HOT SPRINGS – Wind Cave will soon wrap up it's "Adventures in Nature" series of programming, on educating youth through their engagement with nature.

Started on January 15th, the program is held every other Tuesday from 10:00 am to noon at the Wind Cave National Park Visitor Center. The last program of the series will held on April 9th, focusing on "Prairie Communities".

Geared toward kids 4-10, children are grouped by age and guided through activities. For those younger than 4, parents are encouraged to participate using materials provided by park interpreters.

Last week's lesson taught kids to be "Nature Detectives"—using perception and critical thinking to identify clues in natural environments.

Groups were encouraged to learn how to use their 5 senses to discover clues uncovering how animals interact with their surroundings. Special decoder books were used to identify animals by their tracks. One of three stations challenged groups to guess which animal was a favorite among rangers. 

The program culminated with a puppet show narrating the search for a missing ranger badge, summarizing the "detective skills" learned throughout the morning.

You have free articles remaining.

Become a Member

Lennie Ramacher, Assistant Chief of Interpretation at Wind Cave National Park: "Adventure in Nature is a program we've been doing for 10 years now. We do it primarily in the winter months. It' free and open to the public.

"We get a lot of young folks, 3, 4, 5 years old—that toddler and preschool age along with their families. Then, a few years ago, we started to see home school families every week, so we get early elementary kids as well," says Ramacher.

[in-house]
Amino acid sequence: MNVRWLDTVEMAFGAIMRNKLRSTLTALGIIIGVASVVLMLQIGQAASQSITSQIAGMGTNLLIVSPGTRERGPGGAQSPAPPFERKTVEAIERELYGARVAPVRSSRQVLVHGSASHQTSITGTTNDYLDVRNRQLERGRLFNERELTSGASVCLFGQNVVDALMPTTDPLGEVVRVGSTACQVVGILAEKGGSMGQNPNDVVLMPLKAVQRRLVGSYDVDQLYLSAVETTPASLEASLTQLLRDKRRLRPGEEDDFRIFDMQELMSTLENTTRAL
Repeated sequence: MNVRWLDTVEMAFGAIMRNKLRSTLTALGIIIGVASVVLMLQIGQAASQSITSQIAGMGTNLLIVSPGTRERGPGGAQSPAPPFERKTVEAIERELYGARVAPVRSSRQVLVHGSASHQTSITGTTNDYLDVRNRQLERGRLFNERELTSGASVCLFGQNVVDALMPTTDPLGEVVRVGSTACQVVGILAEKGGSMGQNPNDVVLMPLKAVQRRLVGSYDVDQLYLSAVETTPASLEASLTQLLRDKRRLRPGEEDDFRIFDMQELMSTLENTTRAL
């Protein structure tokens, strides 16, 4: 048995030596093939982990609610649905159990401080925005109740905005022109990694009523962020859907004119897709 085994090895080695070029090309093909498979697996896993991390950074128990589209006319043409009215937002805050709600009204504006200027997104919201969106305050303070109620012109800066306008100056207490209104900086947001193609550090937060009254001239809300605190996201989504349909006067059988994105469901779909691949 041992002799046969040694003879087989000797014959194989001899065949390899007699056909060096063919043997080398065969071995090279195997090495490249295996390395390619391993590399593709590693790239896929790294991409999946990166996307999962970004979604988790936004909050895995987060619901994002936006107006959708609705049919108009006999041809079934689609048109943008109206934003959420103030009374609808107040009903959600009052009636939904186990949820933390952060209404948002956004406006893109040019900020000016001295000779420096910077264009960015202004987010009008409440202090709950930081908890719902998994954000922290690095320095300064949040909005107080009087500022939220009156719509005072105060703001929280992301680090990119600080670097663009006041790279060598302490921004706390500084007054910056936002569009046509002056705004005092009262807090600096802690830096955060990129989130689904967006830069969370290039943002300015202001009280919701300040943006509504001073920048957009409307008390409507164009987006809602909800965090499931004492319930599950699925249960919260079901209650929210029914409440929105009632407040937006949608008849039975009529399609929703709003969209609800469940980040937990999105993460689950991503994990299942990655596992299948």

This year, the Adventure in Nature program has seen roughly 30 kids and their families every two weeks—a success to Ramacher and his dedicated staff of rangers and interpreters. 

"It's about introducing children to nature.—to get them here, get them in this great outdoor classroom we have, to make sure that they're comfortable in that sort of environment. That's going to give us a lifetime of benefits, for the young people that are exposed to it early on, as well as for the public lands that we're here to care for," Ramacher says.

Wind Cave National Park is on of the oldest parks in America. It's mixed prairie landscape is home to bison, elk, and other wildlife. Hiking and camping is encouraged. The park also boasts the longest and most complex cave system in the world. Tours of the caves are given daily. Contact the Wind Cave Visitor's Center at (605) 745-4600 or visit https://www.nps.gov/wica/index.htm for more details. 

Subscribe to Breaking News

* I understand and agree that registration on or use of this site constitutes agreement to its user agreement and privacy policy.
You must be logged in to react.
Click any reaction to login.